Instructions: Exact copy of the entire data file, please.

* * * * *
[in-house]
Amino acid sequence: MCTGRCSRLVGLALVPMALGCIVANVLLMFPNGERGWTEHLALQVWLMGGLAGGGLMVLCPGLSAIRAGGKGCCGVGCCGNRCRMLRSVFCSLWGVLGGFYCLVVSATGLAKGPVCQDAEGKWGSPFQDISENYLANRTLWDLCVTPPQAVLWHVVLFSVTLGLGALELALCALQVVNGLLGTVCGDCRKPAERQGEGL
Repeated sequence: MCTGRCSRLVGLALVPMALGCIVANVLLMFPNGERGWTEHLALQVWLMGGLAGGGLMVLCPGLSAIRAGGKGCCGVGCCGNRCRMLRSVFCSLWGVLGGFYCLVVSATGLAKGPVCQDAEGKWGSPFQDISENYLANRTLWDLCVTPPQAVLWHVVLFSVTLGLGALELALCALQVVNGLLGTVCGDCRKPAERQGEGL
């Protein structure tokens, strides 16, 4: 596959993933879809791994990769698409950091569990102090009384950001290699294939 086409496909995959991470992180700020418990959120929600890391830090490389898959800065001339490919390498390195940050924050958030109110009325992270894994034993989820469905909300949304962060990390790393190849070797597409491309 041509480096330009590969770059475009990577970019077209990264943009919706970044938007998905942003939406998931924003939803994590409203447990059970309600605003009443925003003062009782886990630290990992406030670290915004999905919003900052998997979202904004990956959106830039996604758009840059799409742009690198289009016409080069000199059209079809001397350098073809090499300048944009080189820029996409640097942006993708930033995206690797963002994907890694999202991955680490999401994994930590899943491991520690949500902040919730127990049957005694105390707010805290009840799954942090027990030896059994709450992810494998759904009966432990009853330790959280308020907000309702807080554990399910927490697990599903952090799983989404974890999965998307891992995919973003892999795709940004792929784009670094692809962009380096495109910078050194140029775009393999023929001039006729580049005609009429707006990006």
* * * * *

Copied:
[in-house]
Amino acid sequence: MCTGRCSRLVGLALVPMALGCIVANVLLMFPNGERGWTEHLALQVWLMGGLAGGGLMVLCPGLSAIRAGGKGCCGVGCCGNRCRMLRSVFCSLWGVLGGFYCLVVSATGLAKGPVCQDAEGKWGSPFQDISENYLANRTLWDLCVTPPQAVLWHVVLFSVTLGLGALELALCALQVVNGLLGTVCGDCRKPAERQGEGL
Repeated sequence: MCTGRCSRLVGLALVPMALGCIVANVLLMFPNGERGWTEHLALQVWLMGGLAGGGLMVLCPGLSAIRAGGKGCCGVGCCGNRCRMLRSVFCSLWGVLGGFYCLVVSATGLAKGPVCQDAEGKWGSPFQDISENYLANRTLWDLCVTPPQAVLWHVVLFSVTLGLGALELALCALQVVNGLLGTVCGDCRKPAERQGEGL
């Protein structure tokens, strides 16, 4: 596959993933879809791994990769698409950091569990102090009384950001290699294939 086409496909995959991470992180700020418990959120929600890391830090490389898959800065001339490919390498390195940050924050958030109110009325992270894994034993989820469905909300949304962060990390790393190849070797597409491309 041509480096330009590969770059475009990577970019077209990264943009919706970044938007998905942003939406998931924003939803994590409203447990059970309600605003009443925003003062009782886990630290990992406030670290915004999905919003900052998997979202904004990956959106830039996604758009840059799409742009690198289009016409080069000199059209079809001397350098073809090499300048944009080189820029996409640097942006993708930033995206690797963002994907890694999202991955680490999401994994930590899943491991520690949500902040919730127990049957005694105390707010805290009840799954942090027990030896059994709450992810494998759904009966432990009853330790959280308020907000309702807080554990399910927490697990599903952090799983989404974890999965998307891992995919973003892999795709940004792929784009670094692809962009380096495109910078050194140029775009393999023929001039006729580049005609009429707006990006």